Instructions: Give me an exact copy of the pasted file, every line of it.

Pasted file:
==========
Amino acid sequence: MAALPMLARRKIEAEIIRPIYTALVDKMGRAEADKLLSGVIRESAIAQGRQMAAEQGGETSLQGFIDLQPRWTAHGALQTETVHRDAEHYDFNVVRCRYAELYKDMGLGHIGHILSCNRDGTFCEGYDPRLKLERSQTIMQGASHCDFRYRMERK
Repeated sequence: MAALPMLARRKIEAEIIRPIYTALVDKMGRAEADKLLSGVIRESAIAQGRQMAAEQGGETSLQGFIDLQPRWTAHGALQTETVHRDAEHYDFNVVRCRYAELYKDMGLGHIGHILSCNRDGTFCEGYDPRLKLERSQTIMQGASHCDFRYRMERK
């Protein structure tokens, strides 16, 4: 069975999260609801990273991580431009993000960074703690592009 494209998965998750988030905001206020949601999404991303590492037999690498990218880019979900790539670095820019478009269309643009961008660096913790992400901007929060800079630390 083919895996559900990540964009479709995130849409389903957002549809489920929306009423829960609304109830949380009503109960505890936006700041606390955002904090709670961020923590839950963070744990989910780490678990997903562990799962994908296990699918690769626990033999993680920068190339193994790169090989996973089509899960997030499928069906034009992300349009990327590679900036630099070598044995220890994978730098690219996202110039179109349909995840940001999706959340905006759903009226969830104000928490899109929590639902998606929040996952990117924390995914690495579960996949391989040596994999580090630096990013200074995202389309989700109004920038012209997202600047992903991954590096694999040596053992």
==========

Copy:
Amino acid sequence: MAALPMLARRKIEAEIIRPIYTALVDKMGRAEADKLLSGVIRESAIAQGRQMAAEQGGETSLQGFIDLQPRWTAHGALQTETVHRDAEHYDFNVVRCRYAELYKDMGLGHIGHILSCNRDGTFCEGYDPRLKLERSQTIMQGASHCDFRYRMERK
Repeated sequence: MAALPMLARRKIEAEIIRPIYTALVDKMGRAEADKLLSGVIRESAIAQGRQMAAEQGGETSLQGFIDLQPRWTAHGALQTETVHRDAEHYDFNVVRCRYAELYKDMGLGHIGHILSCNRDGTFCEGYDPRLKLERSQTIMQGASHCDFRYRMERK
């Protein structure tokens, strides 16, 4: 069975999260609801990273991580431009993000960074703690592009 494209998965998750988030905001206020949601999404991303590492037999690498990218880019979900790539670095820019478009269309643009961008660096913790992400901007929060800079630390 083919895996559900990540964009479709995130849409389903957002549809489920929306009423829960609304109830949380009503109960505890936006700041606390955002904090709670961020923590839950963070744990989910780490678990997903562990799962994908296990699918690769626990033999993680920068190339193994790169090989996973089509899960997030499928069906034009992300349009990327590679900036630099070598044995220890994978730098690219996202110039179109349909995840940001999706959340905006759903009226969830104000928490899109929590639902998606929040996952990117924390995914690495579960996949391989040596994999580090630096990013200074995202389309989700109004920038012209997202600047992903991954590096694999040596053992």